Carr suspected that the article, together with the other not to fund membership in the LLRPC, stemmed from the controversy sparked by the decision of the Planning Board to recommend amending the zoning ordinance to provide for the development of so-called workforce housing. The proposed amendment, which would bring the town into compliance with state law as well as match the housing goals of its Master Plan, is the first of the seven proposed by the Planning Board.

Two forums on the issue, sponsored by the Alton Business Association, were overshadowed by charges that LRPC, in league with the United States Department of Housing and Urban Development (HUD), was seeking to impose an agenda of "smart growth" and "sustainable development" under the aegis of the "Granite State Future" project. Representative Jane Cormier (R-Alton), who this year introduced legislation to do away with all nine regional planning associations, was a featured speaker at the second forum and a signatory to the petitioned article.

The article to eliminate the assessor was also amended to explain the fiscal impact of replacing the position with a contractor. Carr said that information from Meredith, Moultonborough, Gilford and Wolfeboro indicated that the cost of contracting for assessing services would be $95,000 per year plus $125,000 every five years for a revaluation compared to the $68,599 plus benefits paid to the assessor.

Last Updated on Thursday, 20 February 2014 01:04

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Gilmanton School Board & teachers come to terms

GILMANTON — The School Board and the Gilmanton Education Association have tentatively agreed to a three-year collective bargaining agreement that includes a raise in salary and allows credit for experience ("step" increases) as well as an increase in the employee contribution to health insurance premiums.

The contract provides for a salary increase of approximately six percent over the three years, which includes in addition to salary longevity health insurance and fixed costs. The increases are 1.07-percent, or a total of $26,777, in the first year, 2.2-percent, or $55,562, in the second year, and 2.82-percent, or $72,825, in the third year.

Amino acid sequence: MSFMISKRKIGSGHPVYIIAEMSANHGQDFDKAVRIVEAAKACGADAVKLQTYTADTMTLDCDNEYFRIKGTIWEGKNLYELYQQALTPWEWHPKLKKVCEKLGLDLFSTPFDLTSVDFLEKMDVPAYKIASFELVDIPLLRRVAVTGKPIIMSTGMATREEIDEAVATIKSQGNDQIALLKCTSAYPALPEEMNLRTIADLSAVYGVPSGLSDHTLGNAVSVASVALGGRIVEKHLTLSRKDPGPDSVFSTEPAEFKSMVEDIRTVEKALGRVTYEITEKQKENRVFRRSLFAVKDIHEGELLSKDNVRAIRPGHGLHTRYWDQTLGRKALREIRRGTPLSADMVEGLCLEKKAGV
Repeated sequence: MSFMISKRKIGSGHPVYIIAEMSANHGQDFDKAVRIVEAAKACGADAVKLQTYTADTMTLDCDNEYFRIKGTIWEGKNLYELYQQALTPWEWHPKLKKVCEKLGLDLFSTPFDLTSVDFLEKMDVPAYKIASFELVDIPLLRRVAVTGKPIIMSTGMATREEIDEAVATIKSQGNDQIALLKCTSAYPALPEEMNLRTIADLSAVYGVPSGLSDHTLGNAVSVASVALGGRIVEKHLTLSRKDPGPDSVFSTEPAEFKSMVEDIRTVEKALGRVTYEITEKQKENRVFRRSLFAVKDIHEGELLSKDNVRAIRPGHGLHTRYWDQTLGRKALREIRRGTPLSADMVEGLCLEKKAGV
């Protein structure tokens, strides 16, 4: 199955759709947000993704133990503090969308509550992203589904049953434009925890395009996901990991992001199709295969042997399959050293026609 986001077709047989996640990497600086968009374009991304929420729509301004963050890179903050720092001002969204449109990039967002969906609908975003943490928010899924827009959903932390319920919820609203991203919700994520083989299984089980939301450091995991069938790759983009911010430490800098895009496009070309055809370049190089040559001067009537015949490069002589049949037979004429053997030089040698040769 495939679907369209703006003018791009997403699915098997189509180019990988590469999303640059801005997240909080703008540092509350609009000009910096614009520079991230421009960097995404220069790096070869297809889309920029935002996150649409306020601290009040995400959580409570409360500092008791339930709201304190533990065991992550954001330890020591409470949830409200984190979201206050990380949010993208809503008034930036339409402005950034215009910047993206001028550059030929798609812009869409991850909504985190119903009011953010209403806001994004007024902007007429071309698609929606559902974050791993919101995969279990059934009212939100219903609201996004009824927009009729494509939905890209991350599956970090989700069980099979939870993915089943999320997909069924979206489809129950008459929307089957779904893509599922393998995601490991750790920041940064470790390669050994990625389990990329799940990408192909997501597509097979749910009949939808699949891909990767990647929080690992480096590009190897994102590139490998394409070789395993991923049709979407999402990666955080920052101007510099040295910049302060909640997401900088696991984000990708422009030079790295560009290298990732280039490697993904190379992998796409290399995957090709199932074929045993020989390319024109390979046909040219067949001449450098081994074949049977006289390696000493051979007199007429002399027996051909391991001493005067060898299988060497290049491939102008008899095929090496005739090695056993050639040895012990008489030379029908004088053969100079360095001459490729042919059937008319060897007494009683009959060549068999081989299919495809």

With concern over the litigation surrounding the Local Government Center, the district has chosen to place its health insurance program with the only other available carrier, School Care. Consequently, the number of plans on offer was halved from four to two and the $1 mail order prescription rider was eliminated

Currently the premium contribution for employees enrolled in the two-person and family plans are 21 percent and 31 percent respectively while the school district pays the entire premium for those with single-person plans. Under the proposed contract employees would share premium costs for all plans, including the single-person plan.

These changes would reduce the district's share of health insurance costs by more than $23,800 in the first year and is expected to lead to further savings in subsequent years.

The agreement will appear as a warrant article when the town votes on Tuesday, March 11 at the Gilmanton Academy.


Last Updated on Wednesday, 19 February 2014 02:34

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Democrats almost pull off miracle county budget move

LACONIA — With 14 of its 18 members present and voting — one by telephone — the Belknap County Convention last evening came within a whisker of adopting the 2014 budget as originally proposed by the Belknap County Commission in December, which the convention has spent the last six weeks preparing to cut by more than $850,000.

A full-house of Democrats was joined by two Republicans in almost pulling off a gigantic political upset. But a tie vote meant defeat and

lawmakers will now wait another week to try and pass a budget.

Despite the snowfall, Rep. Colette Worsman (R-Meredith), who chairs the convention, rejected suggestions to postpone the scheduled meeting. But after waiting nearly 30 minutes for a quorum of 10 members to appear, she then proposed recessing and reconvening later in the week. Instead the members chose to proceed and before long their numbers had grown to 13 and Rep. Guy Comtois (R-Barnstead), who was tending to a failing roof, had joined by telephone.